Five “Grammy moments” that never should have happened

If you watch the 56th Annual Grammy Awards on Sunday night, don’t expect to see too much hardware. Over the years, the telecast has been reducing the on-air trophy presentations in favor of “Grammy moments” — those often ill-fated collaborative performances between artists of different eras and styles.

In Sunday’s Washington Post, we argue that these manufactured duets are nothing more than icky brand synergy. They need to stop.

Below, some evidence of their pointlessness. Here are five recent Grammy moments that never should have happened.

1. Paul McCartney, Jay Z and Linkin Park in 2006

An already unseemly hip-hop-nu-metal-mash-up suddenly segues into …  a tender Beatles ballad. Why? Did anyone on earth — excluding the members of Linkin Park — enjoy this?

2. Chris Brown, David Guetta, Lil Wayne, Foo Fighters and Deadmau5 in 2012.

It’s still unclear what this was. A grab bag of artists helping Brown revive his reputation in the music biz? Egregious and grotesque.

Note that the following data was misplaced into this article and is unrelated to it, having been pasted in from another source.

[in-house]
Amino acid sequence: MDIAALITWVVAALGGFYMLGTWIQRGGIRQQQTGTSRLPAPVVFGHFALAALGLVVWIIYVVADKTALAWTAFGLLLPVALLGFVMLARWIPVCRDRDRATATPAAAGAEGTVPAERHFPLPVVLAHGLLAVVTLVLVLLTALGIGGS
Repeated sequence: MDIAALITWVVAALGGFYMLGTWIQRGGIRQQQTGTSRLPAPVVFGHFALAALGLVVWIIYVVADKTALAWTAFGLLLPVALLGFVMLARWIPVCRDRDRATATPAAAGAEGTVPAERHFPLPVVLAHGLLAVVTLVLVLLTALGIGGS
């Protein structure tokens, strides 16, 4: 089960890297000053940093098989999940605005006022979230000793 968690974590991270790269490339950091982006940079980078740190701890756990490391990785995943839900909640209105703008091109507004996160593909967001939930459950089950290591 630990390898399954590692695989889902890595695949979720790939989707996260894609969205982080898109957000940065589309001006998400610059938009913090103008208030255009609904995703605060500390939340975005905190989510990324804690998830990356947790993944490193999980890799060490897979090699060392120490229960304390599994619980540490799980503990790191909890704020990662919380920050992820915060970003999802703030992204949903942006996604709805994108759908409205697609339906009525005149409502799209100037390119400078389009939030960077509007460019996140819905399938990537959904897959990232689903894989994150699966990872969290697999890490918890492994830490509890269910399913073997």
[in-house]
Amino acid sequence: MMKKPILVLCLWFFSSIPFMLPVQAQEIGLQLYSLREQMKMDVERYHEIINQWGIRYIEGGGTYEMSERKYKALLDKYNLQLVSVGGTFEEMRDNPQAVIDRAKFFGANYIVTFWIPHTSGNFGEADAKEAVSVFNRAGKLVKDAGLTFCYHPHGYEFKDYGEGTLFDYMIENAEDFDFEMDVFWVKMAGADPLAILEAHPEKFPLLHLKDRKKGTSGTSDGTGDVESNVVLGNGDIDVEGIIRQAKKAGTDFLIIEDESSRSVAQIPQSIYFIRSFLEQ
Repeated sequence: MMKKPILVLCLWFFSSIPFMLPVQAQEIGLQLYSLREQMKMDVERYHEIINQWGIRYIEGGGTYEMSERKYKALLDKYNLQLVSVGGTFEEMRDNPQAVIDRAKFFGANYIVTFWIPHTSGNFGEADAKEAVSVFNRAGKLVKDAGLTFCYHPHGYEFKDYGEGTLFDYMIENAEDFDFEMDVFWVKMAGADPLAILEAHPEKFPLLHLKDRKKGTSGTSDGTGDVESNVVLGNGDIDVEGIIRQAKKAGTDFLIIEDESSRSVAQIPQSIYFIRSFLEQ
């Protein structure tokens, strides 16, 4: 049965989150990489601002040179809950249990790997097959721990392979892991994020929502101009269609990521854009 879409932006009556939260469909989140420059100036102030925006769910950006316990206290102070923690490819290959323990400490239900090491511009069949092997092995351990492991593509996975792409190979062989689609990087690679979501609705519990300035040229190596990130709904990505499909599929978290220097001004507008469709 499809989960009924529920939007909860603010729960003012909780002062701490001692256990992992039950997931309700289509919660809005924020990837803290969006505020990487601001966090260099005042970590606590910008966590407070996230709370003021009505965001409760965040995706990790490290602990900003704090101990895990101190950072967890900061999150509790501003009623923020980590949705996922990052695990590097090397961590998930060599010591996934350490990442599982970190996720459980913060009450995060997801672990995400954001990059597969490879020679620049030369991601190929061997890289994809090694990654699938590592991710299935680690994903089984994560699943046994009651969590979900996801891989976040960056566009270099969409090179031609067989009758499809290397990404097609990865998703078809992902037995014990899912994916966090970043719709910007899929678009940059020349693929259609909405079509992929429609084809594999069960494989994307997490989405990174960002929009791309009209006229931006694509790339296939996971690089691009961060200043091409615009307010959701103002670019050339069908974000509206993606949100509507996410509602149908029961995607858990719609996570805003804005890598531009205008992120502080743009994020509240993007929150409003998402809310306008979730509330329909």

3. Stevie Wonder and the Jonas Brothers in 2009.

Everything’s fine until Wonder rips into “Superstition” and the JoBros quickly prove how unworthy they are of this collaboration.

4. Kid Rock and Keely Smith in 2007.

A rap-rock dude and a storied jazz singer team up for one of the flimsiest Grammy duets of all time. Weird!

5. Taylor Swift and Stevie Nicks in 2010.

Swift won the trophy for album of the year later in the night, but this infamously off-key duet was the Grammy moment folks seem to remember her for.

Chris Richards has been the Post's pop music critic since 2009. He's recently written about the bliss of summer songs, the woe of festival fatigue and a guide on how to KonMari your record collection.



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Peter Marks · January 24, 2014